Sermon Commentary for Sunday, February 18, 2024
Mark 1:9-15 Commentary
We’ve gotten snippets of this lectionary text in Epiphany, a bit of an echo as we enter the lenten journey. In fact, knowing that we’re starting Lent this Sunday may help you frame this week’s message built on these three snippets from Mark.
Among other things, Lent is a time of preparation; often it works as time to quite earnestly and somberly consider the call to follow after Jesus and the way of suffering and sacrifice to the cross. So, we might read this passage as answering the question, Why should we heed Jesus’s call to repent and believe that the Kingdom of God has come near? In other words, why should we follow him to the cross?
Mark gives us two reasons; one happened to Jesus and the other Jesus accomplished in the wilderness. Both proclaim something about Jesus and ought to help us say yes to following him.
As we talked about back in January, Jesus’s baptism was also a revelation as the heavens were torn apart, the Father declared that Jesus was his beloved, and the Holy Spirit came upon Jesus to be and stay with him. It’s a foundational message and informs the incarnate one’s core identity. Jesus is the Beloved of God. Jesus is not alone, God is with him. God will not let anything stop him from the purposes he has for and in Jesus. Everything that Jesus is, does, and will do stems from this core identity.
This core identity may not have been communicated to everyone present at Jesus’s baptism. Mark doesn’t make clear if it was just Jesus that saw the vision or if everyone else also got to witness it. But remembering what we witnessed just last week at the Transfiguration, Peter, James, and John surely got that message as they heard God the Father say the same words about Jesus to them. The point then, as it is now for us, is to listen to Jesus! And listening means to follow, to repent, and to believe. Having seen a glimpse of his glory, the trio of disciples followed Jesus down the mountain and continued to follow Jesus into Jerusalem for his final week of suffering.
Knowing what we know, what we’ve been experiencing as epiphanies and conversions over the start of 2024, will we follow him too? (We’ll ignore for now how James, John and Peter actually do on that fateful Good Friday night…)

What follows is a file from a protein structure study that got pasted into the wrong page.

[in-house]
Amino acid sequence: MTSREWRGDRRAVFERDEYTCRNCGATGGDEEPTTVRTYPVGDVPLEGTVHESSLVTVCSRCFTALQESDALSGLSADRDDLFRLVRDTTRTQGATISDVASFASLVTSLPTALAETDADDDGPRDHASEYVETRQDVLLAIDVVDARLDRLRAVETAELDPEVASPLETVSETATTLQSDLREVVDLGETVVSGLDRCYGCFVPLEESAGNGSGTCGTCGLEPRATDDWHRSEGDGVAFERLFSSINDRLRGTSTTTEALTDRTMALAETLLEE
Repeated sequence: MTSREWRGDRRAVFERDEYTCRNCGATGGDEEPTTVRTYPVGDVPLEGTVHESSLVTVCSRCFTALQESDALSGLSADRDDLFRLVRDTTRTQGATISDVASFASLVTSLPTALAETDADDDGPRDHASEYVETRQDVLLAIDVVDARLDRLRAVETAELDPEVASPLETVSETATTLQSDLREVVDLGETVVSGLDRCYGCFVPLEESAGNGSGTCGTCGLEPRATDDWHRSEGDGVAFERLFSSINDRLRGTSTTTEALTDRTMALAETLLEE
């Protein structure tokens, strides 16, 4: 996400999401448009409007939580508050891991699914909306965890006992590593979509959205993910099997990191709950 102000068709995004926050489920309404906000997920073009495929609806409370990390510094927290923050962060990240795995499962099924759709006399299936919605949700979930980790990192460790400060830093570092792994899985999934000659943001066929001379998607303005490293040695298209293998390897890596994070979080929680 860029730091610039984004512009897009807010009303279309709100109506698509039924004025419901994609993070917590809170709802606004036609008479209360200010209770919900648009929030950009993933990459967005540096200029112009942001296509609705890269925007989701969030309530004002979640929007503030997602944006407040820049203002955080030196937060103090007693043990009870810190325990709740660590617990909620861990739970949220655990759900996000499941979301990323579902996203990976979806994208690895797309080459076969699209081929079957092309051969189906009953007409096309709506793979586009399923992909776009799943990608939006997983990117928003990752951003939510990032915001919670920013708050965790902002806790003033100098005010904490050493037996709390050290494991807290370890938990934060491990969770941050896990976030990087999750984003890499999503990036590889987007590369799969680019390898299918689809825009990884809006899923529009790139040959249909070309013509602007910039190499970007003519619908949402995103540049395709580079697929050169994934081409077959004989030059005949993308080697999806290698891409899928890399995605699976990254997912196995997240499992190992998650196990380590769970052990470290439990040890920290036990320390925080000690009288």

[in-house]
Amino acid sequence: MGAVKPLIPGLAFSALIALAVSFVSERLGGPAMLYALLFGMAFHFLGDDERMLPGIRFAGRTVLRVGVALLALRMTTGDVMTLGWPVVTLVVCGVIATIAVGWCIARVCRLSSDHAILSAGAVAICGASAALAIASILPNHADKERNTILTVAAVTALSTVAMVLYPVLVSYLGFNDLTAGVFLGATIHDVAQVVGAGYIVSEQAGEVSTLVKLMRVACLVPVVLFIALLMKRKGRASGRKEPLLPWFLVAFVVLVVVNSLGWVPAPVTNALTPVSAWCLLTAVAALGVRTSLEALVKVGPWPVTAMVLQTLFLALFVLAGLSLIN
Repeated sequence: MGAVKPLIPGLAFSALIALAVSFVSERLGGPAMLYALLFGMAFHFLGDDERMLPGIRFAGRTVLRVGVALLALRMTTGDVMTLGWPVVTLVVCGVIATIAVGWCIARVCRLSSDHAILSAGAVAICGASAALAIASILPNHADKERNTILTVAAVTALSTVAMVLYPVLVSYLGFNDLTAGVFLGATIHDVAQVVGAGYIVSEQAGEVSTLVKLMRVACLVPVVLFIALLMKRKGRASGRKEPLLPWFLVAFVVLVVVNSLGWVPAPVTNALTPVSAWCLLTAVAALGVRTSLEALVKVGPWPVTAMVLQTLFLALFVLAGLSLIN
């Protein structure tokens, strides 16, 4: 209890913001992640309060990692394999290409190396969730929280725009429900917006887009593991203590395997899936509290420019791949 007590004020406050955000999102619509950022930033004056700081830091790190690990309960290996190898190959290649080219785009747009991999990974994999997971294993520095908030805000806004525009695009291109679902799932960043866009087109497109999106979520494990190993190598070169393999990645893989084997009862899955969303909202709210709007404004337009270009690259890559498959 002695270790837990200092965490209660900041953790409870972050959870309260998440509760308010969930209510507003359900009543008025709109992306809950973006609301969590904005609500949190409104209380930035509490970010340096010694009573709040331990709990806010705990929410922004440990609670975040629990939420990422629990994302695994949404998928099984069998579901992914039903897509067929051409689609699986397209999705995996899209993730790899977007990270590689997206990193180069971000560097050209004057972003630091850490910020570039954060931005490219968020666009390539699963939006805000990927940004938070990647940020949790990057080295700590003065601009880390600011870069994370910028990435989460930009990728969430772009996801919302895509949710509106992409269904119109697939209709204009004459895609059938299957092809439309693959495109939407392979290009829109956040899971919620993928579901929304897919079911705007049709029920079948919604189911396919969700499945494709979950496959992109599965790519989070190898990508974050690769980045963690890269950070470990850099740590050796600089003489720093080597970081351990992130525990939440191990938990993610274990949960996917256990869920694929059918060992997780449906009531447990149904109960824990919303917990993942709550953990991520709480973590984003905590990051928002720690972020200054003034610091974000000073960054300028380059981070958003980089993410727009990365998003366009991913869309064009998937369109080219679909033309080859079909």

But Mark doesn’t stop there. He gives us another reason why Jesus is worth heeding, and this one returns us to the beginning of humanity. As Robert Guelich points out in his commentary (Word Biblical Commentary Series), Mark’s summary version of the temptation Jesus endured after his baptism has a Paradise motif. In details unique to the gospel of Mark, we’re told that Jesus “was with the wild beasts and the angels waited on him.” The last time that humanity lived at peace with the wild animals was in the Garden of Eden. Truly, Jesus Christ is the Second—and last—Adam who, unlike the rest of us, does not succumb to the evil one’s lies and temptations.
What’s more, in this little scene we see Jesus connected to every plane of existence or reality. He is in the wilderness and among the wild beasts. This not only means he is in the spiritual place of wandering and hardship and uncertainty, it’s also a reminder that Jesus was very much a part of this physical world. God rolled up his sleeves and got his hands dirty in the creation he had made. The fact that the angels waited upon him and he was confronted by the devil marks Jesus’s keen awareness of the spiritual forces and realm that so many of us conveniently choose to claim ignorance about. And let us not forget that the angels are there because the triune God rendered the separation between the heavens and the earth. Because Jesus is not just Jesus, Jesus is not even just the beloved of God, Jesus is God himself. In him, the kingdom of God has come near!
So just like that, Mark makes his case for Jesus’s claims and commands. The good news is proven in who Jesus is, what is witnessed at his baptism, and the pattern he shows in the wilderness of standing in place of humanity and replacing our inability with his perfection. It’s a symbolic and literal representation of Jesus as the connection between the physical and spiritual realms, holding all things together, mediating between heaven and earth.
We have no reason to doubt, only to follow, come what may.
Mark’s style to move quickly between scenes and stories is perhaps most noticeable here in chapter one. Whereas Matthew and Luke give us the details about the devil’s three temptations, Mark lets the fact that Jesus was tempted suffice. Scholars call this style “summary statements.” In other words, we’re always meant to keep in mind that there was a lot more that could have been said, but here’s the heart of the matter…
[Note: In addition to our weekly sermon commentaries, we have a special resource page for Lent and Easter for you to explore!]
In words that date back to the second century, some baptismal forms include a series of renunciations and commitments in the form of questions:
Do you renounce Satan and all the spiritual forces of evil that rebel against God?
Do you renounce all sinful desires that draw you from the love of God?
Do you turn to Jesus Christ?
Do you intend to be Christ’s faithful disciple, trusting his promises, obeying his word, honouring his church, and showing his love, as long as you live?
This traditional form captures our lectionary text as the lenten journey. We start with Jesus’s baptism, his renunciation of the evil one by not succumbing to temptation in the wilderness, and then his call to “repent and believe.”
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